KEEPING IT REAL: Sonya’s Story, Part II

Fri 18 Feb 2022

KEEPING IT REAL: Sonya's Story, Part II

Making Perfection Irrelevant: Dancing with Cerebral Palsy

By Sonya Rio-Glick*

CW: Internalized and externalized ableism; Trauma within the Medical Model

My path to professional dance making has been both very long and very short at the same time. As a child, I did not have a healthy relationship to my cerebral palsy, movement, or my body at large. Many of the practices I now rely on as a dancer — such as stretching, repeating specific movements, or *gasp* watching myself on camera — were points of great suffering for me. This suffering was a result of my body’s appearance and movement being again put in the shadow of nondisabled comparison or a potential product of perfection. I was asked to stretch and exercise to minimize the appearance of cerebral palsy. I was asked to repeat this effort because that result was a long-term goal. No one explained this, however, and young children lack the ability to think long term. It was no matter, because the effort was futile: I did have cerebral palsy.  Yet, every time I was asked to bear equal weight or stretch my hamstring, the underlying ask was to not actually have cerebral palsy. This was confirmed when I got a wheelchair for long distances at age 10. No one called it a wheelchair; instead “transporter.” A physical therapist said to me and my parents “If you’re going to sit in a wheelchair, you can’t sit like you have cerebral palsy.” “But I do have cerebral palsy,” I reminded the group defiantly. No one acknowledged what I said.

Watching myself on video was a gut-wrenching reminder of my failed efforts. Therapists would force my body into “normal” alignment (that couldn’t have been further from normal for me) and ask, “Doesn’t this feel better?” Better than what? It felt uncomfortable, like a lie.

In contrast, when I began to dance, the question changed to “what feels good?” No one had asked me that before. No longer pushing, I was now enjoying leaning into preferences. “What looks interesting?” “What excites you?” At the age of 14, in a studio alone, I began to play something that is very hard to do when you are surrounded by ‘goals,’ ‘averages,’ etc. Slowly, the movements and body I was trained to avoid became interesting to me. I guess my dreams were just big enough to create change, because I entered my disabled choreographic findings in local competitions, and other people — nondisabled people! — found it interesting as well. Dance was in me: no one told me to do it, much less how to. Well before I knew the term ‘Disability Justice,’ dance became my Disability Justice practice: a dreaming space, a space where there really were and are infinite ways to exist. The initial excitement from nondisabled audiences in my early teens showed me there were people who, even if they were not calling themselves advocates for disabled liberation, saw me, my body, and my proclivity for dance as its own entity, outside that shadow of nondisabled reality. I sought them and dance opportunities out with tenacity; by the time I graduated college, I had placed competitively in two dance competitions, crafted a duet that was shown around Boston, studied and worked with disability informed dance makers across the country, and choreographed and produced a Disability Justice informed dance production depicting the very experiences with cerebral palsy that had traumatized me in the first place.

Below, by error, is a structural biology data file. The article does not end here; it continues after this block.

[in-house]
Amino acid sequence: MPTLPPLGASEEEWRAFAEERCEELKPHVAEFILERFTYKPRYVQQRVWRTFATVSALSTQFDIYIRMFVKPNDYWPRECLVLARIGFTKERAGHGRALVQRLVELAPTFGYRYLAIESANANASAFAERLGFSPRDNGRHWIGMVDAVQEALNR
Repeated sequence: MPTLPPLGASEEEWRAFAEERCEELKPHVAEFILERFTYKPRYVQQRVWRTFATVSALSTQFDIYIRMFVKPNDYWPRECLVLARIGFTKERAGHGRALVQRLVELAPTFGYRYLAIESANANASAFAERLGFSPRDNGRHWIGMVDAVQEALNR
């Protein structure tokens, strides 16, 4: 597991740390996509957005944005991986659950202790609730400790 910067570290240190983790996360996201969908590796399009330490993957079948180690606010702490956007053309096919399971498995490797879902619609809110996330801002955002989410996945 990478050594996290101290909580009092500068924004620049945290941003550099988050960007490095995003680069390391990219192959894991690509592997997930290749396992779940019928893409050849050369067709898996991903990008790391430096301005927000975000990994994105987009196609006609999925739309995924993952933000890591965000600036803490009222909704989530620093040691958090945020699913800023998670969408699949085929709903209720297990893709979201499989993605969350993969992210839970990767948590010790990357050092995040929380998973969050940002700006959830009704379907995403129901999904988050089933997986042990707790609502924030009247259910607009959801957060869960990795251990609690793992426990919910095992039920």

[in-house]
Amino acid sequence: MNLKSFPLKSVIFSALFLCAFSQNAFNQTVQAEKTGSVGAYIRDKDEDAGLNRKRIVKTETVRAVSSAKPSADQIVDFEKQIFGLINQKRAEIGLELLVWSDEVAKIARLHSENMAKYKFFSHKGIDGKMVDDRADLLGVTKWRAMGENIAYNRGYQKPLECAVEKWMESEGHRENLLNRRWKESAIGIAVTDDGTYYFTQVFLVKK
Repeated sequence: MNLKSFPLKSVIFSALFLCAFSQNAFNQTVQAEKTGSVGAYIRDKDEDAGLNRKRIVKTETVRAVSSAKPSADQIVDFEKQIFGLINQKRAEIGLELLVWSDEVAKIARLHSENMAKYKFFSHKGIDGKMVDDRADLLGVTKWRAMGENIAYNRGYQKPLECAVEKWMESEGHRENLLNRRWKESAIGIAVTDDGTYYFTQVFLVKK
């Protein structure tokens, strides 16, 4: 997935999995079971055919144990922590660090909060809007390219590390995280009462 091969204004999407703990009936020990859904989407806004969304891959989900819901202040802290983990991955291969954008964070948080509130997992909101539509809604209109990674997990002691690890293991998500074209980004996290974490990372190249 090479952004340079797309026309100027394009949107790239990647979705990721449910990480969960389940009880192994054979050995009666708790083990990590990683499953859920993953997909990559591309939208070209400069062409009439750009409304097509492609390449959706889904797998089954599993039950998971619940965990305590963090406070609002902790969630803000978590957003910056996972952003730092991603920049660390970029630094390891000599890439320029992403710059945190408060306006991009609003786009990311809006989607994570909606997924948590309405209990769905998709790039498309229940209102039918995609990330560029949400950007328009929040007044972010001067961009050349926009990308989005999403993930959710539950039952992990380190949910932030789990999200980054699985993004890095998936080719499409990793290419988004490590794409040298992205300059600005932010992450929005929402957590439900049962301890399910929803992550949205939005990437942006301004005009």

Sonya is an Atlanta-based queer & disabled dance maker and community builder. She is a company dancer with Full Radius Dance, a 2021-2022 Dance/NYC Disability. Dance. Artistry. Residency Recipient, and a dancer in Anna Gichan’s upcoming Everything As A Speaker. Sonya holds a bachelor’s in Arts Management from Purchase College, SUNY, where she was influential in reforming fire evacuation policy for students with disabilities. She is a former Co-Executive Director of Dance for All Bodies, a nonprofit providing free virtual dance classes centering the needs of individuals with disabilities. When not working towards disability-justice informed dance, she enjoys reading, cooking, and spending time with her partner, Tess. Find out more about Sonya’s work at www.sonyarioglick.com.


*Sonya's story is part of KEEPING IT REAL — a series of personal stories that will take you deeper into the lives of people with CP. Each person makes different choices based on what works for them, and we’ll showcase that — highlighting what life is like for them on a daily basis, what they care about, and the ways CP impacts them. 

The KEEPING IT REAL blog is intended solely to raise awareness about the varied human experience with cerebral palsy and shouldn't be read or construed to contain any medical advice or medical endorsement by Cerebral Palsy Alliance Research Foundation. Only you and your doctor know what's best for you. Please consult your doctor for medical advice.

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